Valuations for SaaS are higher than they’ve ever been since we started keeping track of the data in Q4 2014: of the 77 SaaS companies we follow, the average public SaaS business is trading at 10.07x revenue while the median is 9.32x. The data is below.
Negative EBITDA, positive cash flow. The median SaaS business had trailing twelve month revenue of $302mm, EBITDA of -$16mm, but positive cash flow of $20mm thanks to deferred revenue and up-front collections on annual contracts. Indeed so long as you’re growing (the median annual growth rate is 14%), investors will overlook negative EBITDA especially if the business is cash flow positive after working capital changes.
Growth doesn’t explain high valuations. As for growth, at 14% YOY, we’ve never seen it this low. It’s not terrible, but the sector historically has grown at 25% to 30%+. It’s also concerning to see growth at a low but the revenue multiple at a high. The profitability profile hasn’t changed (the majority of our list is unprofitable as it has always been), so it’s unclear to us why investors are willing to pay 9.32x revenue. The only reason we can think of is that markets in general are overvalued and SaaS is benefitting from investors generally overpaying for companies.
SaaS businesses are healthy. There is almost no debt on these businesses — banks don’t like ‘asset-lite’ businesses like software. Additionally, these companies have $166mm of cash on the balance sheet on median, equivalent to 1 years of burn (recall EBITDA is -$16mm). The number of years of cash on the balance sheet is less important given that these businesses are generally cash flow positive (median of $20mm), and indeed only 14 out of the 77 have negative cash flow. Note that 46 out of the 77 have negative EBITDA, but again that’s acceptable so long as the growth is there and cash flow overall is positive.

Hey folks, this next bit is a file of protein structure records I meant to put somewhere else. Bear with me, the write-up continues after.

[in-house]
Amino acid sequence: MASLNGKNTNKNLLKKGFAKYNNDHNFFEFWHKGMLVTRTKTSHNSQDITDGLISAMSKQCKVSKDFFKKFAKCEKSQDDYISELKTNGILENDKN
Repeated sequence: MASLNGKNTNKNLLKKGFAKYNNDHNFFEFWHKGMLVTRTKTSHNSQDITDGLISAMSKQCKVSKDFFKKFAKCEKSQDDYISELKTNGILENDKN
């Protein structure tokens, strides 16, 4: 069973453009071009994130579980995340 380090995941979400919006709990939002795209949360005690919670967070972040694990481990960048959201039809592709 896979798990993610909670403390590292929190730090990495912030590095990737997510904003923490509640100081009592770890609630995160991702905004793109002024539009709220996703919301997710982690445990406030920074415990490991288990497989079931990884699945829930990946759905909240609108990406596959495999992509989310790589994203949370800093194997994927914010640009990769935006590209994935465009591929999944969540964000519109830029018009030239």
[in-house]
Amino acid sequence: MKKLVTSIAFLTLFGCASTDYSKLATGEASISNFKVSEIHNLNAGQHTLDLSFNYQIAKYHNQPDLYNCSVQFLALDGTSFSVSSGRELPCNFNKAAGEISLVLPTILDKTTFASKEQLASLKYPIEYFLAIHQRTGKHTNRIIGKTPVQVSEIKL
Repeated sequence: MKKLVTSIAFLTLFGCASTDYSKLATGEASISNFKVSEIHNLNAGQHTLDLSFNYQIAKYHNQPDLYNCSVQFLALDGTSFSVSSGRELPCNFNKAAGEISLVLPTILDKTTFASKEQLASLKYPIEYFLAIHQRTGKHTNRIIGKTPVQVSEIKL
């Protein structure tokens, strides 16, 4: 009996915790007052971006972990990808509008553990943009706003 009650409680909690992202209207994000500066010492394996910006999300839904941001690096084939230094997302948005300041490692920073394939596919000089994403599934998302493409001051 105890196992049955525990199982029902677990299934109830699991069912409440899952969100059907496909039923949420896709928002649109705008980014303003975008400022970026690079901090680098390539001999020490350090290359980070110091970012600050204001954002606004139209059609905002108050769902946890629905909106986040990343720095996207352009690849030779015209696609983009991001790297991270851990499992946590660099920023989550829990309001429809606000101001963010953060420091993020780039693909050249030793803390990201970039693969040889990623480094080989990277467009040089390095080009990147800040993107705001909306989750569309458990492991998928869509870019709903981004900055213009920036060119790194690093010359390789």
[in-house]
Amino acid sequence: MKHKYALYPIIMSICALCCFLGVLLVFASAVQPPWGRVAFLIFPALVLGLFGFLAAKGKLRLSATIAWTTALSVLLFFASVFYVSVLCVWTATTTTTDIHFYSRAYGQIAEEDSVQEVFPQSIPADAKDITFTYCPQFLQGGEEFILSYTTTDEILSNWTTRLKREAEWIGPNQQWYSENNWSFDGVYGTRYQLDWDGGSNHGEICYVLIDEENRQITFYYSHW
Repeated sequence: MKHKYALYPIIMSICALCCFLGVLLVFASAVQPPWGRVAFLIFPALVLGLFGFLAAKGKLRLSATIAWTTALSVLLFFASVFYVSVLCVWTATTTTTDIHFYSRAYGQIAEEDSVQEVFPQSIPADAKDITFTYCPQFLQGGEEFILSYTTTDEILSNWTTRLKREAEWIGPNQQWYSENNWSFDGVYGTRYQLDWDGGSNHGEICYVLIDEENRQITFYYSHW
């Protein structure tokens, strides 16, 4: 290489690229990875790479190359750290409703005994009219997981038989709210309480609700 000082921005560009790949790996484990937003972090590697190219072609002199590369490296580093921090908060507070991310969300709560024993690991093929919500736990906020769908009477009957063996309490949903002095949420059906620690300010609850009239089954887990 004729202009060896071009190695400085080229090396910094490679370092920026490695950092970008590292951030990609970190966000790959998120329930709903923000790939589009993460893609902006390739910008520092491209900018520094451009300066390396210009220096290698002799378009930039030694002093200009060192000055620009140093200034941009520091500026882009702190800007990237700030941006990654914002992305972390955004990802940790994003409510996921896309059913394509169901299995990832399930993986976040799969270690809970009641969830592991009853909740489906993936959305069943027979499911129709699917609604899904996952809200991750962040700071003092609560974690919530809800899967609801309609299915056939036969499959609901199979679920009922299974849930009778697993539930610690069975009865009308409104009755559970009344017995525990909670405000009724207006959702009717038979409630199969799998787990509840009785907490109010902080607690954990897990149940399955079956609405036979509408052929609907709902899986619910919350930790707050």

Recent IPO’s are killing it. The 4 latest SaaS IPO’s (Docusign, Smartsheet, Z-Scaler, Zuora) are trading at an average valuation of 19.75x revenue. That’s unreal and frankly non-sensical. It shows that now is a great time to come to market whether you’re raising money or selling the business.
So what’s this data mean for a fast growing private SaaS business? Public multiples and trends tend to guide what’s happening in the private markets: i) as compensation for illiquidity, size, and lack of profitability, prudent investors will look to invest in your private SaaS business somewhere below the 10x average unless your growth rate is demonstrably higher than 14% YOY; ii) financing will continue to come from equity, less so from debt, although we’ve seen banks like Bridge Bank get more aggressive and lenders like Lighter Capital get more creative; iii) and burning cash is still acceptable on an EBITDA basis, so long as free cash flow is positive or moving in the right direction. Finally, given the high revenue multiples, now is an excellent time to sell your business or raise money.
Sammy is with Blossom Street Ventures. Email him at firstname.lastname@example.org.